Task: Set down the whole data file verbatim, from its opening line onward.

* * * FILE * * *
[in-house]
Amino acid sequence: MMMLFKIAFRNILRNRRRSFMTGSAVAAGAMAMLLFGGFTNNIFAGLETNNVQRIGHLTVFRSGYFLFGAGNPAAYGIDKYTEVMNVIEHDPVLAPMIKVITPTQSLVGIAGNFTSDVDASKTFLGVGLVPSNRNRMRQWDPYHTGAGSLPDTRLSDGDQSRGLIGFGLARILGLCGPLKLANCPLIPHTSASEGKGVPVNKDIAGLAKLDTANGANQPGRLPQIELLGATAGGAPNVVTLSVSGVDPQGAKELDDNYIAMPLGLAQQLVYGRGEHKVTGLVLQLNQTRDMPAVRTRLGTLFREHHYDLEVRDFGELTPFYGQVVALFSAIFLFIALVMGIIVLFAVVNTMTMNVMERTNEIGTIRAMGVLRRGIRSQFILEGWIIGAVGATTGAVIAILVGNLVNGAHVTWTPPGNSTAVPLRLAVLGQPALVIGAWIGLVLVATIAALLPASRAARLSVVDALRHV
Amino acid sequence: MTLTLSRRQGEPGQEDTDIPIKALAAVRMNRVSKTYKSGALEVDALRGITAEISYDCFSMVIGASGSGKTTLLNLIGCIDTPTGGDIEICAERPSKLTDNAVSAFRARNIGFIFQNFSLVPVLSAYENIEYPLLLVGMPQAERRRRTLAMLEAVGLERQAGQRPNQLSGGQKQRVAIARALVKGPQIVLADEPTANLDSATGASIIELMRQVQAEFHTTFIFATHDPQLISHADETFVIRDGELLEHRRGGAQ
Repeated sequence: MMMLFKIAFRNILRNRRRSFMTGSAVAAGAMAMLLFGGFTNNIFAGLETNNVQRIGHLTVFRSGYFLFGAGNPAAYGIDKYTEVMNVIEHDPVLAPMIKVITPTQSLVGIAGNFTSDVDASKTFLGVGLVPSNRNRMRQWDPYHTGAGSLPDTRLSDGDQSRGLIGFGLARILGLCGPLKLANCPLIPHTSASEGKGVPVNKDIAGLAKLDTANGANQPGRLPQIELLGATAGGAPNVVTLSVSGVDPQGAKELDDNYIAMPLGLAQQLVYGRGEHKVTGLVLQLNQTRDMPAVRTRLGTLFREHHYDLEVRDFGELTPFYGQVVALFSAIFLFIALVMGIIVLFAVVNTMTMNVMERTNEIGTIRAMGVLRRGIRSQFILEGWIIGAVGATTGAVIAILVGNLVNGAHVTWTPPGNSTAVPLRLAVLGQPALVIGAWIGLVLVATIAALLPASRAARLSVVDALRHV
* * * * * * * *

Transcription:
[in-house]
Amino acid sequence: MMMLFKIAFRNILRNRRRSFMTGSAVAAGAMAMLLFGGFTNNIFAGLETNNVQRIGHLTVFRSGYFLFGAGNPAAYGIDKYTEVMNVIEHDPVLAPMIKVITPTQSLVGIAGNFTSDVDASKTFLGVGLVPSNRNRMRQWDPYHTGAGSLPDTRLSDGDQSRGLIGFGLARILGLCGPLKLANCPLIPHTSASEGKGVPVNKDIAGLAKLDTANGANQPGRLPQIELLGATAGGAPNVVTLSVSGVDPQGAKELDDNYIAMPLGLAQQLVYGRGEHKVTGLVLQLNQTRDMPAVRTRLGTLFREHHYDLEVRDFGELTPFYGQVVALFSAIFLFIALVMGIIVLFAVVNTMTMNVMERTNEIGTIRAMGVLRRGIRSQFILEGWIIGAVGATTGAVIAILVGNLVNGAHVTWTPPGNSTAVPLRLAVLGQPALVIGAWIGLVLVATIAALLPASRAARLSVVDALRHV
Amino acid sequence: MTLTLSRRQGEPGQEDTDIPIKALAAVRMNRVSKTYKSGALEVDALRGITAEISYDCFSMVIGASGSGKTTLLNLIGCIDTPTGGDIEICAERPSKLTDNAVSAFRARNIGFIFQNFSLVPVLSAYENIEYPLLLVGMPQAERRRRTLAMLEAVGLERQAGQRPNQLSGGQKQRVAIARALVKGPQIVLADEPTANLDSATGASIIELMRQVQAEFHTTFIFATHDPQLISHADETFVIRDGELLEHRRGGAQ
Repeated sequence: MMMLFKIAFRNILRNRRRSFMTGSAVAAGAMAMLLFGGFTNNIFAGLETNNVQRIGHLTVFRSGYFLFGAGNPAAYGIDKYTEVMNVIEHDPVLAPMIKVITPTQSLVGIAGNFTSDVDASKTFLGVGLVPSNRNRMRQWDPYHTGAGSLPDTRLSDGDQSRGLIGFGLARILGLCGPLKLANCPLIPHTSASEGKGVPVNKDIAGLAKLDTANGANQPGRLPQIELLGATAGGAPNVVTLSVSGVDPQGAKELDDNYIAMPLGLAQQLVYGRGEHKVTGLVLQLNQTRDMPAVRTRLGTLFREHHYDLEVRDFGELTPFYGQVVALFSAIFLFIALVMGIIVLFAVVNTMTMNVMERTNEIGTIRAMGVLRRGIRSQFILEGWIIGAVGATTGAVIAILVGNLVNGAHVTWTPPGNSTAVPLRLAVLGQPALVIGAWIGLVLVATIAALLPASRAARLSVVDALRHV